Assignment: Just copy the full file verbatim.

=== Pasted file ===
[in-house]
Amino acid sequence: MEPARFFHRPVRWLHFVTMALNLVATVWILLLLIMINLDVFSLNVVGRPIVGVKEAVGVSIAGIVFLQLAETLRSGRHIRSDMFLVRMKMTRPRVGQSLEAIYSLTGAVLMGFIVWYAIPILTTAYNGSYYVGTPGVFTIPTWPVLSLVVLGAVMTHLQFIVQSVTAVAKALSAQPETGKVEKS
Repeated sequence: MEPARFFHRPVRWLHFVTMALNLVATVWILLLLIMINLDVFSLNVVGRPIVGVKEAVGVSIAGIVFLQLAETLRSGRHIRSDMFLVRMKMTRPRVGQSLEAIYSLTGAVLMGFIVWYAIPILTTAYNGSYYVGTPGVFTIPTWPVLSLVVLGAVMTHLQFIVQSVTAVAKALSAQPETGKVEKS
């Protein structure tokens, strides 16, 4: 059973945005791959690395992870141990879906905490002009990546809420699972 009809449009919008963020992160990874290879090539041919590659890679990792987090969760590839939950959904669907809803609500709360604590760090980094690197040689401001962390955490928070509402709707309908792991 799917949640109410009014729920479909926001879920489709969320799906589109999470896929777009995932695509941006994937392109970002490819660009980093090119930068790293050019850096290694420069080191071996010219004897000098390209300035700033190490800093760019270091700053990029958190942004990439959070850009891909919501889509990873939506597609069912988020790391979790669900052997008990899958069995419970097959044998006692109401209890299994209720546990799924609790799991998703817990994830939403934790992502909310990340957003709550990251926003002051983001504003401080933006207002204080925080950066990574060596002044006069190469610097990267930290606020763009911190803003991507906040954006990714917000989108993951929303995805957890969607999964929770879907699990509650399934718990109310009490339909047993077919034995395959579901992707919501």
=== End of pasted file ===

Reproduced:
[in-house]
Amino acid sequence: MEPARFFHRPVRWLHFVTMALNLVATVWILLLLIMINLDVFSLNVVGRPIVGVKEAVGVSIAGIVFLQLAETLRSGRHIRSDMFLVRMKMTRPRVGQSLEAIYSLTGAVLMGFIVWYAIPILTTAYNGSYYVGTPGVFTIPTWPVLSLVVLGAVMTHLQFIVQSVTAVAKALSAQPETGKVEKS
Repeated sequence: MEPARFFHRPVRWLHFVTMALNLVATVWILLLLIMINLDVFSLNVVGRPIVGVKEAVGVSIAGIVFLQLAETLRSGRHIRSDMFLVRMKMTRPRVGQSLEAIYSLTGAVLMGFIVWYAIPILTTAYNGSYYVGTPGVFTIPTWPVLSLVVLGAVMTHLQFIVQSVTAVAKALSAQPETGKVEKS
């Protein structure tokens, strides 16, 4: 059973945005791959690395992870141990879906905490002009990546809420699972 009809449009919008963020992160990874290879090539041919590659890679990792987090969760590839939950959904669907809803609500709360604590760090980094690197040689401001962390955490928070509402709707309908792991 799917949640109410009014729920479909926001879920489709969320799906589109999470896929777009995932695509941006994937392109970002490819660009980093090119930068790293050019850096290694420069080191071996010219004897000098390209300035700033190490800093760019270091700053990029958190942004990439959070850009891909919501889509990873939506597609069912988020790391979790669900052997008990899958069995419970097959044998006692109401209890299994209720546990799924609790799991998703817990994830939403934790992502909310990340957003709550990251926003002051983001504003401080933006207002204080925080950066990574060596002044006069190469610097990267930290606020763009911190803003991507906040954006990714917000989108993951929303995805957890969607999964929770879907699990509650399934718990109310009490339909047993077919034995395959579901992707919501």